The Milwaukee Brewers aren't supposed to do this. They play in Wisconsin, and the biggest catch in the trade-deadline sea does not go to a place famous for cheese.
He goes to Boston or Los Angeles or New York. Anywhere but Milwaukee, a – OK, hold your nose – small market. Pronounced with the disgust of a first-grader when asked whether he likes girls.
Actually, he used to go to those big cities. No longer are C.C. Sabathia and other golden tickets of his ilk limited in their dwellings. The beauty of baseball is its ability to reinvent itself amid a structured set of rules, and the latest example will take place Monday, when the Milwaukee Brewers sign and seal their deal with the Cleveland Indians that will net them last year's American League Cy Young winner and, they hope, the antidote to their pox of 25 straight years without postseason baseball.
Milwaukee, the definition of a small-market team – 34th-ranked TV market, lowest in Major League Baseball – competed for, and won, Sabathia with a special combination that all low-revenue teams would be well-served to emulate: prospects, fortitude and foresight.
The first is obvious. To trade for talent, the Brewers needed it, and slugger Matt LaPorta, an outfielder and first baseman, provided the centerpiece of the deal. The Indians also will receive left-hander Zach Jackson, young right-hander Rob Bryson and, likely as a player to be named later, third baseman Taylor Green, the organization's minor league player of the year last season.
It's an OK haul for Cleveland, almost certainly not the booty Cleveland general manager Mark Shapiro extracted in his last blockbuster, when he received Grady Sizemore, Cliff Lee and Brandon Phillips from the Montreal Expos for Bartolo Colon. Still, that Shapiro this early recognized the value of Sabathia, a free agent to be, and snagged at least one top prospect – he tried, to no avail, to get third baseman Mat Gamel or shortstop Alcides Escobar from Milwaukee – is a sign that the market simply wasn't booming.
Because Boston and New York never engaged deep into the bidding and Milwaukee's greatest adversary was prospect-thin Philadelphia, the Brewers found themselves in a strong position. Which led to quality No. 2: fortitude.
To envision this Brewers team as a legitimate threat would have seemed folly May 19, when they were 20-24, mired in the basement of the National League Central division, their season crumbling after losing starter Yovani Gallardo for the season to a knee injury. Executives started pestering Brewers general manager Doug Melvin about when he would trade ace Ben Sheets. Melvin chose not to budge.
Since then, the Brewers have gone 29-15, climbed into a tie for the wild-card lead and sit 3½ games behind Central-leading Chicago. They were close enough where Melvin could force Cleveland's hand. The Brewers wanted Sabathia by Tuesday so they could get his two starts before the All-Star break.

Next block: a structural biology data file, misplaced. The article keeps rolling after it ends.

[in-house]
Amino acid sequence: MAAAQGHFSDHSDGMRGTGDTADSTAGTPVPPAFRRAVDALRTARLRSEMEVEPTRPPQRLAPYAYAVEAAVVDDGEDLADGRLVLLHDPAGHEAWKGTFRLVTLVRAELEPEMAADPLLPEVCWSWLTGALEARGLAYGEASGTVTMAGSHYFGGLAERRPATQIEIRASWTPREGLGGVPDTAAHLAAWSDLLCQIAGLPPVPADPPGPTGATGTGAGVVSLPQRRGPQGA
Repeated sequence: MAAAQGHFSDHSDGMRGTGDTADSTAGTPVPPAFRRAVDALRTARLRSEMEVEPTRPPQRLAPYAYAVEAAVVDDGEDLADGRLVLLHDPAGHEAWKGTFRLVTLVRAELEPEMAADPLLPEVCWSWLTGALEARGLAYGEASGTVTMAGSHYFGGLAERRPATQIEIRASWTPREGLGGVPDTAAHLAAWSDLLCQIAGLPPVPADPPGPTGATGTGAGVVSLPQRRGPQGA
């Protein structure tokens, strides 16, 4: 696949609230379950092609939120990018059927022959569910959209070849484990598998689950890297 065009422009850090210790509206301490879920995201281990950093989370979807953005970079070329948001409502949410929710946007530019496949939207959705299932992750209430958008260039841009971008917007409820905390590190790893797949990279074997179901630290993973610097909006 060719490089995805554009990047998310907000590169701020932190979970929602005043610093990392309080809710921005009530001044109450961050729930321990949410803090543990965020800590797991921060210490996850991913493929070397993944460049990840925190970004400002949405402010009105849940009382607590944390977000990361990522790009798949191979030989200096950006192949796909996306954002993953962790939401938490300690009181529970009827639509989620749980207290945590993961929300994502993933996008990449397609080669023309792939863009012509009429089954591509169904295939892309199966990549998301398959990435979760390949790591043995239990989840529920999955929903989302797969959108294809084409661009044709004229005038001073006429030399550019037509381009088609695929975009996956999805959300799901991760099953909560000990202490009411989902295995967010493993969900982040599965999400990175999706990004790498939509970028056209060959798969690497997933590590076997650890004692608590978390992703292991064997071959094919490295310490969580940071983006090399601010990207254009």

The trade snuck up on one executive not involved in the talks, who said, "I thought they'd at least wait until the second week of the month." And yet he was not surprised, not that Milwaukee was the team pulling the fast one, because they've got in spades characteristic No. 3: foresight.
Any way the trade gets broken down, Milwaukee wins. Already, with the likely loss of Sheets to free agency, they'll reap two compensatory draft choices. With Sabathia making up for his early season foibles – he has a 2.16 ERA over 104 1/3 innings since April 22 – he probably worked himself back into the nine-figure contract range, which makes him too rich for Milwaukee's blood and means two more draft choices.
All of which works fine, because Milwaukee employs Jack Zduriencik, polysyllabic in surname, monosyllabic in description: great. He's the Brewers' scouting director and the reason they keep reloading a minor-league system that has produced Sheets, Prince Fielder, Ryan Braun, Corey Hart, J.J. Hardy, Rickie Weeks, Manny Parra and Gallardo.
Milwaukee's motto: Always bet on Jack.
Best case, the Sabathia deal does work and Milwaukee, at very least, reaches the postseason for the first time since reaching the World Series in 1982. It's been a tough road. Brewers grew synonymous with doormats, and last season, when they melted down after a boiling start, they celebrated the hollow victory of having cracked .500 for the first time since the strike.
Landing Sabathia is, as Brewers executives will admit, as much a stroke of luck as anything. To think the Indians could so quickly go from within one game of the World Series to one selling its greatest asset is unfathomable until factoring in the injuries to Travis Hafner and Victor Martinez, and the general underachievement otherwise. Cleveland is waving the white flag at the right time, 14 games back and a firm grip on last place in an AL Central that isn't exactly a pit of hot rocks. What was once a laughable notion, trading Sabathia coming off such a great season, turned stone-faced serious Sunday.
And it taught another lesson, one that all baseball executives – even the richest among them – heed. Money, nice as it is, no longer wins championships. Brains do.
C.C. Sabathia isn't going to the big city. He's going to the right one.